JavaScript class browser: once again with jQuery

(c) 2004 Bertrand Le Roy I’ve already posted twice about that little class browser application. The first iteration was mostly declarative and can be found here:

The second one was entirely imperative and can be found here:

This new version builds on top of the code for the imperative version and adds the jQuery dependency in an attempt to make the code leaner and simpler. I invite you to refer to the imperative code (included in the archive for this post) and compare it with the jQuery version, which shows a couple of ways the Microsoft Ajax Library lights up when jQuery is present.

The first thing I want to do here is convert the plain function I was using to build the browser’s namespace and class tree into a jQuery plug-in:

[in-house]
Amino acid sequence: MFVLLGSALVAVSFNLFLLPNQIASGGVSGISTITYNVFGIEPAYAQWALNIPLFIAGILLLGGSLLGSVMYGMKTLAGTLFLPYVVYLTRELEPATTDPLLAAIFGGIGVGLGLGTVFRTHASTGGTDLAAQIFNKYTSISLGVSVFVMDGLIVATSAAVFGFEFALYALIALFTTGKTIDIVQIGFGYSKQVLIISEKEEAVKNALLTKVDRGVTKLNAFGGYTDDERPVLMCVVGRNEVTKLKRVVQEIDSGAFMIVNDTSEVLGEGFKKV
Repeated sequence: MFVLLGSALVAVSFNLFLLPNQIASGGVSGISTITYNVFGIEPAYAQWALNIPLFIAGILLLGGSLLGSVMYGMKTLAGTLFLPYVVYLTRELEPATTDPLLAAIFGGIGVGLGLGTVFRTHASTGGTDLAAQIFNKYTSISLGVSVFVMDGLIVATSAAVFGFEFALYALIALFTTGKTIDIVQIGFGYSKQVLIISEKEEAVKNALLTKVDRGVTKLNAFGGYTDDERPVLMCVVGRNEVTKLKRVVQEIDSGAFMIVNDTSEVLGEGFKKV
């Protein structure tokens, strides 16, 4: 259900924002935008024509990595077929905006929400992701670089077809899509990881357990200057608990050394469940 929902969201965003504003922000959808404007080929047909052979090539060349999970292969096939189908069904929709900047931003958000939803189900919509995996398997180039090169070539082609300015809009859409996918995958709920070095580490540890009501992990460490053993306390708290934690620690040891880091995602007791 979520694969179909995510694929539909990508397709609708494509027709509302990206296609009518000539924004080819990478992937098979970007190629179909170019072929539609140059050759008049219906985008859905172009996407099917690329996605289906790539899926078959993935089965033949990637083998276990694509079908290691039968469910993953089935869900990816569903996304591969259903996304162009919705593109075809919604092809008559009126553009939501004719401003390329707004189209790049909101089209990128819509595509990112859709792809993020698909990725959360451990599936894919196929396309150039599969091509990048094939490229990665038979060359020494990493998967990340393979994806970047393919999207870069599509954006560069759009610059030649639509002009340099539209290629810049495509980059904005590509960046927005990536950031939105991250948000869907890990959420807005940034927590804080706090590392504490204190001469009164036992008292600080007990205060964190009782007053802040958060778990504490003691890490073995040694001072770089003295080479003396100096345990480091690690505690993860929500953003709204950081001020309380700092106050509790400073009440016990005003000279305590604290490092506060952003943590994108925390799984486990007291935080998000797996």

$.fn.classBrowserTreeView = function (options) {
  var opts = $.extend({},
options); return this; };

That plug-in will have two options: the data to render (which will default to the root namespaces in the Microsoft Ajax Library), and the node template selector (which will default to “#nodeTemplate”):

$.fn.classBrowserTreeView.defaults = {
  data: Type.getRootNamespaces(),
  nodeTemplate: "#nodeTemplate"

For the moment, as you can see, this plug-in does nothing. We want it to create a DataView control on each of the elements of the current wrapped set. We will do this by calling into the dataView plug-in.

You may be wondering where this plug-in might come from. Well, that’s the first kind of lighting up that the Microsoft Ajax Library’s script loader (start.js) will do in the presence of jQuery: every control and behavior will get surfaced as a jQuery plug-in, and components will get added as methods on the jQuery object. This is similar to what I had shown a while ago in this post, only much easier:

For example, we can write this in our own plug-in to create DataView components over the current jQuery wrapped set:

return this.dataView({
  itemTemplate: opts.nodeTemplate,